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Atlanta Suburb Greases the Path to Savings with Biodiesel

December 7, 2011 - 3:33pm

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Downtown Smyrna, Georgia, a town that's poised to see big savings thanks to their investment in biodiesel. | Photo by Ken Cook

Downtown Smyrna, Georgia, a town that's poised to see big savings thanks to their investment in biodiesel. | Photo by Ken Cook

“We sat down and actually met with several people out of the biodiesel industry and found out how amazingly simple it was for us to do this. To take a product that normally is a waste by-product of the cooking business and typically gets poured down drains or hauled off in drums to be disposed of otherwise, can be processed and turned into some of the cleanest burning fuel for diesel engines.”

That’s how Michael McNabb, councilman and chairman of the public works committee in the Smyrna, Georgia, recently described the city’s decision to invest in biodiesel. A community of 51,000 located just northwest of Atlanta, Smyrna will soon begin producing biodiesel made primarily from used cooking oil in order to cut fuel costs and reduce fossil fuel consumption.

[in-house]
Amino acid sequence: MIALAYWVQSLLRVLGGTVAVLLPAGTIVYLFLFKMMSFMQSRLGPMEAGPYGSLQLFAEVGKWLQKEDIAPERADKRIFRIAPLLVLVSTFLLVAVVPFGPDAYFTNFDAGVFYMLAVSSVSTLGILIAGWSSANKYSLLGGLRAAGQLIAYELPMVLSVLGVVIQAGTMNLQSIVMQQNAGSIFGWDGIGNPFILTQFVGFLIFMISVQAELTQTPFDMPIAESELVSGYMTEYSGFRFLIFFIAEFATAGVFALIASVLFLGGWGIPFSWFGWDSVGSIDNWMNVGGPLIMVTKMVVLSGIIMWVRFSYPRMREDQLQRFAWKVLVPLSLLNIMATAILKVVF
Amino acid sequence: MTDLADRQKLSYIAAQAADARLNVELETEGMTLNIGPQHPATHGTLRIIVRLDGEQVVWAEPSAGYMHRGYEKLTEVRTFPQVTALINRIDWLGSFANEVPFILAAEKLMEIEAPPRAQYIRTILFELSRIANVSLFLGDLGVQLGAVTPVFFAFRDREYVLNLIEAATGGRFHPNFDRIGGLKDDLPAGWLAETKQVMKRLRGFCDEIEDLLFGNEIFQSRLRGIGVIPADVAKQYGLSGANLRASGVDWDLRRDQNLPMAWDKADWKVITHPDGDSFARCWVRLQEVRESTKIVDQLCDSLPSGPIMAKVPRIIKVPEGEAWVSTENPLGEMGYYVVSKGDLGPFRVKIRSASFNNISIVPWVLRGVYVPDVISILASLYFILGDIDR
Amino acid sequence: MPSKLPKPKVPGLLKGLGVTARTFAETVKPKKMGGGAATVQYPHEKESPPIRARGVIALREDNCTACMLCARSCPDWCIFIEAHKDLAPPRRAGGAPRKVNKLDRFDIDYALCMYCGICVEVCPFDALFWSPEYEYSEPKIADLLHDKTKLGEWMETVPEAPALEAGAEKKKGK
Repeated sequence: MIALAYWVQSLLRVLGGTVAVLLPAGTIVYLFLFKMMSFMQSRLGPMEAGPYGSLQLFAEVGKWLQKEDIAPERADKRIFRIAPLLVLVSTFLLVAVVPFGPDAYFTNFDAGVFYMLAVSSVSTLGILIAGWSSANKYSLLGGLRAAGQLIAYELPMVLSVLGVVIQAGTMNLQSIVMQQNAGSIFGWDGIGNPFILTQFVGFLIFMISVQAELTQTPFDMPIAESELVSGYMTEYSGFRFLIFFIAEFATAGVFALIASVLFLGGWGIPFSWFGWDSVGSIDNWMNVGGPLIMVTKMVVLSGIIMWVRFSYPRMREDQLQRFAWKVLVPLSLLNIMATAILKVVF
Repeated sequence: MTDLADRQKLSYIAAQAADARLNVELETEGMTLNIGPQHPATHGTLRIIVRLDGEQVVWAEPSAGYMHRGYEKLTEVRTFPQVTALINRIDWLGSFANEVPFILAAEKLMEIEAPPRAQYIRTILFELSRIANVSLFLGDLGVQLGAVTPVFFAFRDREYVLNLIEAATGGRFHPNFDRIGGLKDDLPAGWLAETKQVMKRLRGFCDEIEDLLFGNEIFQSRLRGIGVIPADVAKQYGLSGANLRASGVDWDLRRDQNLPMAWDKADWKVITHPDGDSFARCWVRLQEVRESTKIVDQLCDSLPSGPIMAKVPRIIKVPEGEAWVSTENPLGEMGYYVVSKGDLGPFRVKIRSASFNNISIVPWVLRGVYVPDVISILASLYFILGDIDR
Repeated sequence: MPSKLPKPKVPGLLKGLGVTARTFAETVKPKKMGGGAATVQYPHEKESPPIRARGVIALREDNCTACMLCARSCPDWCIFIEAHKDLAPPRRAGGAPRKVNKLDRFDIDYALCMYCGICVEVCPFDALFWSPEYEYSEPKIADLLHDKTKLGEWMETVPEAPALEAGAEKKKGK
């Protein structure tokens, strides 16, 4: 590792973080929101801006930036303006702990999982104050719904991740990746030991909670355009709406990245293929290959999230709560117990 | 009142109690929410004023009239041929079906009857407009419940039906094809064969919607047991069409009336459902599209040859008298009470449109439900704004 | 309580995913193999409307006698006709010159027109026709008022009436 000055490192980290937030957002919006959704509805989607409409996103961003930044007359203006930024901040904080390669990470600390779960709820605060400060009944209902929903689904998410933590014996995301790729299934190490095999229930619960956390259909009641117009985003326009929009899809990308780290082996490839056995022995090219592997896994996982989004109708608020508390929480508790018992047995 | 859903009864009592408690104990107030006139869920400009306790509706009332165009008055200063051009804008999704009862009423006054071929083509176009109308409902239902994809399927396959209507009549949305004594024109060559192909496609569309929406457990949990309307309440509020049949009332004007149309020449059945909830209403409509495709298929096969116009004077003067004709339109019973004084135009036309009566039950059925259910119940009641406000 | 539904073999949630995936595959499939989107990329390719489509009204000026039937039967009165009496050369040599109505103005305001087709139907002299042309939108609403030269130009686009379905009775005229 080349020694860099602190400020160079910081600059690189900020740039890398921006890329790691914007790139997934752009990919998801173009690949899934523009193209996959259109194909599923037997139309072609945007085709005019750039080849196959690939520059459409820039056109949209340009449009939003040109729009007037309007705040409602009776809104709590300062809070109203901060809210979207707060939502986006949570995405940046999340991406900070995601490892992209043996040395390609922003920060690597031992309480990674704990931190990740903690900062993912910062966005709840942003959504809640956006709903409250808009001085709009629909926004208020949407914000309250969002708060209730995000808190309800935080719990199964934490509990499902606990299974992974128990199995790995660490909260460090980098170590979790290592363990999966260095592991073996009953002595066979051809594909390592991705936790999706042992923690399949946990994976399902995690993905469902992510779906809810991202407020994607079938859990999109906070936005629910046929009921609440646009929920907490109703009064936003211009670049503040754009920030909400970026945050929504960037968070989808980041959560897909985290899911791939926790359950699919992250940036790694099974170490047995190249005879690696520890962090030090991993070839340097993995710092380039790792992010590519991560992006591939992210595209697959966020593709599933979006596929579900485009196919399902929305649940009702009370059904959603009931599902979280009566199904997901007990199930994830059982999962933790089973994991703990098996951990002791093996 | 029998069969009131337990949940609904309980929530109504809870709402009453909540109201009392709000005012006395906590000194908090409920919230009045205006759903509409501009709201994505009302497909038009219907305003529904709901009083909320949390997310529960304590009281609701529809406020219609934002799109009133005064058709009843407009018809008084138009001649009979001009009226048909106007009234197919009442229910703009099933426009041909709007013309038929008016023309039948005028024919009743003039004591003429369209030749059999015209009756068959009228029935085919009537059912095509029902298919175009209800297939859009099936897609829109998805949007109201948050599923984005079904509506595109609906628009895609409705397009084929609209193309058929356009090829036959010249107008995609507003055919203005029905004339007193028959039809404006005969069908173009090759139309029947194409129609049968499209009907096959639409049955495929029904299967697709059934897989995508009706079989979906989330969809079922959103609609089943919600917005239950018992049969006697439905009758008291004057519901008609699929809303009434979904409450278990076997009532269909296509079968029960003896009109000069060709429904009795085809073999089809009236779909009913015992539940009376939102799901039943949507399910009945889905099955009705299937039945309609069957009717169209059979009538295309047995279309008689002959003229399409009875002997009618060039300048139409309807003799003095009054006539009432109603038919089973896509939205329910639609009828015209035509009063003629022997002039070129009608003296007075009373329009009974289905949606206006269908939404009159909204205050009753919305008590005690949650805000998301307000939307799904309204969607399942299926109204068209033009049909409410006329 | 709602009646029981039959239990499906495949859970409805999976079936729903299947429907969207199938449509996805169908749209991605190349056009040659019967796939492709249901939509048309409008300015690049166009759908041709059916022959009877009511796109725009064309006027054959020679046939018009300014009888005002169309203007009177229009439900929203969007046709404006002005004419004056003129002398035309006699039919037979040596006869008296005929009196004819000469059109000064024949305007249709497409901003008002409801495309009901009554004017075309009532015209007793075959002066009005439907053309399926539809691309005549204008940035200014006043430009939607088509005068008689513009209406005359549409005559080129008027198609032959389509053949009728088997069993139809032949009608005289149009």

The city is using $184,000 of the city’s $208,000 in Energy Efficiency and Conservation Block Grant funding to create space for two 55-gallon processors that will turn cooking oil into biodiesel.

In addition to the facility improvements, funds will be used for associated start-up costs such as collection containers and drums. General public participation by local restaurants will be vital to the success of the program but citizens will be able to participate in the program.

Once the processing plant is operational, the city will slowly introduce B20 biodiesel into the service fleet. Once the service fleet is operational on B20, the city plans to make a portion of the service fleet fully operational on B100 biodiesel.

The city is targeting the conversion of their service fleet from diesel fuel to biodiesel. With the two biodiesel processors, the city estimates the maximum production of biodiesel to be 2,200 gallons of biodiesel per month or 26,400 gallons per year. The city is hoping to reduce diesel fuel consumption by approximately 27 percent per year at a savings of approximately $32,000 (at January 2010 rates).

Besides reducing fuel consumption costs and fossil fuel emissions, the proposed program will enhance the life of the city’s service vehicles, provide the city the opportunity to produce fuel during fuel shortages, and improve the operation of the city sewer system by reducing the amount of cooking oil entering the system.

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